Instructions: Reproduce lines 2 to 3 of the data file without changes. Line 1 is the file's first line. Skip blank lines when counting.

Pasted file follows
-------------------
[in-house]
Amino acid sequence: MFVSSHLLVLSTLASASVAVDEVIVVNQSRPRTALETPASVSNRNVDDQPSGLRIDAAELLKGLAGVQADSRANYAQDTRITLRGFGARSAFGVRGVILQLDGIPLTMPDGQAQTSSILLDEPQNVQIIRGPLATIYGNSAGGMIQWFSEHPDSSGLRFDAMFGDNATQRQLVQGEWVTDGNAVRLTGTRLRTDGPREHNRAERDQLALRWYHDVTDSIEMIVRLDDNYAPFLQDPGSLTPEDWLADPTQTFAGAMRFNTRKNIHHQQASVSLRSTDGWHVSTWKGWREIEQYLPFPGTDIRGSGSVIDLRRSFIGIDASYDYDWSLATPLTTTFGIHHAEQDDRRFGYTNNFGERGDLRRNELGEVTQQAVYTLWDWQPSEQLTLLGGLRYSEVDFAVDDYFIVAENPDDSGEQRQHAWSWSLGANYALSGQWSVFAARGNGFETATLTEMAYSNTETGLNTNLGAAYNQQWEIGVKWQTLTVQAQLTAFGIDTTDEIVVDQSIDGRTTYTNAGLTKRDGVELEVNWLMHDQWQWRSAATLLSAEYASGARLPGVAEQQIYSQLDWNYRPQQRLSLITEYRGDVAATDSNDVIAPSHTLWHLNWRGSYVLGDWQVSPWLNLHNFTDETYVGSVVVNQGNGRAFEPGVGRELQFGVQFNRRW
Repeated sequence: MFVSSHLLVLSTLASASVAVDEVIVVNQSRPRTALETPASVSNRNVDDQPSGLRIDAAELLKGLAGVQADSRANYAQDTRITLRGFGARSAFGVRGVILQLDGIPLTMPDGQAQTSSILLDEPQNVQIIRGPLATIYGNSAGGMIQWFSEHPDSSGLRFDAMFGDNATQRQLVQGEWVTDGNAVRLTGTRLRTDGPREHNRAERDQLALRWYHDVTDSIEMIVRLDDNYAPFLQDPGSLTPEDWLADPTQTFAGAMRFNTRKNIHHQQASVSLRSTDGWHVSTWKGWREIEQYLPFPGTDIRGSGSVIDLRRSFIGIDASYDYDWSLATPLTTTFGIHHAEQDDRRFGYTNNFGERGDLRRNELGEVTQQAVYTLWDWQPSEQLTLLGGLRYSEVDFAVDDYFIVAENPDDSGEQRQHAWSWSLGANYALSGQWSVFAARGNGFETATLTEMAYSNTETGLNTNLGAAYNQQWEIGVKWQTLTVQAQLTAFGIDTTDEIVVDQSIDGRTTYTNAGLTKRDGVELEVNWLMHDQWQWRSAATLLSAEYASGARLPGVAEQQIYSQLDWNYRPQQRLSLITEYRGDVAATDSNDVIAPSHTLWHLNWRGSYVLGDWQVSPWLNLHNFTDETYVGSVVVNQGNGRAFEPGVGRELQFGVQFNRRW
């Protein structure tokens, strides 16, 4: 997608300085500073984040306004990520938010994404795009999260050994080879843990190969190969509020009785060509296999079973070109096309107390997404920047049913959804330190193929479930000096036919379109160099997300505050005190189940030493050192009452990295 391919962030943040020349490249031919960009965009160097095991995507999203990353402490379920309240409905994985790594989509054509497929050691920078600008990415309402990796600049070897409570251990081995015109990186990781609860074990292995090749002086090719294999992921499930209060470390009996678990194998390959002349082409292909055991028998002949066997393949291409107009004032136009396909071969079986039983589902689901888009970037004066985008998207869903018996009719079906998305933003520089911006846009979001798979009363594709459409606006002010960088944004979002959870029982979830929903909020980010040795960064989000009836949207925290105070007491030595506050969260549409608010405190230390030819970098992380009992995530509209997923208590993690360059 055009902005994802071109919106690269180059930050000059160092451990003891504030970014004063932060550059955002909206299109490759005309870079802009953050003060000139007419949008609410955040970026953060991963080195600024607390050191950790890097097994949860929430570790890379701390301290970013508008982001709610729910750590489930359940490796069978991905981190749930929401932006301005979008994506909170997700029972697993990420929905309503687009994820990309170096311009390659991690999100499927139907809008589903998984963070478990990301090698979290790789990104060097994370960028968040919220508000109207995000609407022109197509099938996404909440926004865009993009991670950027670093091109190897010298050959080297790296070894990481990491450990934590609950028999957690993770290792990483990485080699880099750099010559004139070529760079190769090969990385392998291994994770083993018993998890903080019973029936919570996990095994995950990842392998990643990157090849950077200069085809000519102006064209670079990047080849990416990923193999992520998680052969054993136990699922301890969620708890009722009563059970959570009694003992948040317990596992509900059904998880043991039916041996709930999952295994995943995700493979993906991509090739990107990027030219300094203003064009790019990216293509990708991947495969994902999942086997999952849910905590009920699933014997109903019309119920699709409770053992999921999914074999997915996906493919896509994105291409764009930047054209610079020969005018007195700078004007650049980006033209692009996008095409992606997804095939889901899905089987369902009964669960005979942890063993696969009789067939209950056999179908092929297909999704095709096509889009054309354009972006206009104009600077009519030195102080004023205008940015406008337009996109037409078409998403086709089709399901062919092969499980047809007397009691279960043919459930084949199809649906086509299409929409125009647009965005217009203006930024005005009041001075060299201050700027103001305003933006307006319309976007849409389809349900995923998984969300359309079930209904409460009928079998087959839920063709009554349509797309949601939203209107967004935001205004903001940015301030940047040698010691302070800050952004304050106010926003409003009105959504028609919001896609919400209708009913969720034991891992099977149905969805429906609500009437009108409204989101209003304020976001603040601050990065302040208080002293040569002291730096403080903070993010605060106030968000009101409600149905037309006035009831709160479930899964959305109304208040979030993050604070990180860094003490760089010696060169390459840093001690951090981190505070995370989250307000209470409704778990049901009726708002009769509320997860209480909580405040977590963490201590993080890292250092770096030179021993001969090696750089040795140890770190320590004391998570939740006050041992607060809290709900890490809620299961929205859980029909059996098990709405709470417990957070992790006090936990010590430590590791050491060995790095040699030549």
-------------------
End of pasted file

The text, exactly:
Amino acid sequence: MFVSSHLLVLSTLASASVAVDEVIVVNQSRPRTALETPASVSNRNVDDQPSGLRIDAAELLKGLAGVQADSRANYAQDTRITLRGFGARSAFGVRGVILQLDGIPLTMPDGQAQTSSILLDEPQNVQIIRGPLATIYGNSAGGMIQWFSEHPDSSGLRFDAMFGDNATQRQLVQGEWVTDGNAVRLTGTRLRTDGPREHNRAERDQLALRWYHDVTDSIEMIVRLDDNYAPFLQDPGSLTPEDWLADPTQTFAGAMRFNTRKNIHHQQASVSLRSTDGWHVSTWKGWREIEQYLPFPGTDIRGSGSVIDLRRSFIGIDASYDYDWSLATPLTTTFGIHHAEQDDRRFGYTNNFGERGDLRRNELGEVTQQAVYTLWDWQPSEQLTLLGGLRYSEVDFAVDDYFIVAENPDDSGEQRQHAWSWSLGANYALSGQWSVFAARGNGFETATLTEMAYSNTETGLNTNLGAAYNQQWEIGVKWQTLTVQAQLTAFGIDTTDEIVVDQSIDGRTTYTNAGLTKRDGVELEVNWLMHDQWQWRSAATLLSAEYASGARLPGVAEQQIYSQLDWNYRPQQRLSLITEYRGDVAATDSNDVIAPSHTLWHLNWRGSYVLGDWQVSPWLNLHNFTDETYVGSVVVNQGNGRAFEPGVGRELQFGVQFNRRW
Repeated sequence: MFVSSHLLVLSTLASASVAVDEVIVVNQSRPRTALETPASVSNRNVDDQPSGLRIDAAELLKGLAGVQADSRANYAQDTRITLRGFGARSAFGVRGVILQLDGIPLTMPDGQAQTSSILLDEPQNVQIIRGPLATIYGNSAGGMIQWFSEHPDSSGLRFDAMFGDNATQRQLVQGEWVTDGNAVRLTGTRLRTDGPREHNRAERDQLALRWYHDVTDSIEMIVRLDDNYAPFLQDPGSLTPEDWLADPTQTFAGAMRFNTRKNIHHQQASVSLRSTDGWHVSTWKGWREIEQYLPFPGTDIRGSGSVIDLRRSFIGIDASYDYDWSLATPLTTTFGIHHAEQDDRRFGYTNNFGERGDLRRNELGEVTQQAVYTLWDWQPSEQLTLLGGLRYSEVDFAVDDYFIVAENPDDSGEQRQHAWSWSLGANYALSGQWSVFAARGNGFETATLTEMAYSNTETGLNTNLGAAYNQQWEIGVKWQTLTVQAQLTAFGIDTTDEIVVDQSIDGRTTYTNAGLTKRDGVELEVNWLMHDQWQWRSAATLLSAEYASGARLPGVAEQQIYSQLDWNYRPQQRLSLITEYRGDVAATDSNDVIAPSHTLWHLNWRGSYVLGDWQVSPWLNLHNFTDETYVGSVVVNQGNGRAFEPGVGRELQFGVQFNRRW